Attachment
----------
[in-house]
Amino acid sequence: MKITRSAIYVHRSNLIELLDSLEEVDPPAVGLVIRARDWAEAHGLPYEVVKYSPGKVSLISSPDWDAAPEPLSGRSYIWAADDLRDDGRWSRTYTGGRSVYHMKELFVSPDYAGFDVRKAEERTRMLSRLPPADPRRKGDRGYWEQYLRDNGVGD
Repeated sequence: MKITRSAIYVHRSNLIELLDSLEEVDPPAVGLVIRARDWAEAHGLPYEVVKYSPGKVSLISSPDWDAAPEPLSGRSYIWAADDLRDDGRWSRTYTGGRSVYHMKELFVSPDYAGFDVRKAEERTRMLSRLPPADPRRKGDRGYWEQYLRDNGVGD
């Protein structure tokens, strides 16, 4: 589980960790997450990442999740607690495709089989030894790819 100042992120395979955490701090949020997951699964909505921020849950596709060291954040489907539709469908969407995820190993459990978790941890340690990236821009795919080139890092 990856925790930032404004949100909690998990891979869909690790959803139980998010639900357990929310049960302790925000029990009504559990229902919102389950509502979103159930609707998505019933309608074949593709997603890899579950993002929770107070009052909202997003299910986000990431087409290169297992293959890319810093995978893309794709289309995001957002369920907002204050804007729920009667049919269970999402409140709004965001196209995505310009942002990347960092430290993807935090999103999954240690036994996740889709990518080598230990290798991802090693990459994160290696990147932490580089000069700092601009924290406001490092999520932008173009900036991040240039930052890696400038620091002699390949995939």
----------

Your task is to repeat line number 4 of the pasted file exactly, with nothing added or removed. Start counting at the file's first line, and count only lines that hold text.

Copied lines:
């Protein structure tokens, strides 16, 4: 589980960790997450990442999740607690495709089989030894790819 100042992120395979955490701090949020997951699964909505921020849950596709060291954040489907539709469908969407995820190993459990978790941890340690990236821009795919080139890092 990856925790930032404004949100909690998990891979869909690790959803139980998010639900357990929310049960302790925000029990009504559990229902919102389950509502979103159930609707998505019933309608074949593709997603890899579950993002929770107070009052909202997003299910986000990431087409290169297992293959890319810093995978893309794709289309995001957002369920907002204050804007729920009667049919269970999402409140709004965001196209995505310009942002990347960092430290993807935090999103999954240690036994996740889709990518080598230990290798991802090693990459994160290696990147932490580089000069700092601009924290406001490092999520932008173009900036991040240039930052890696400038620091002699390949995939």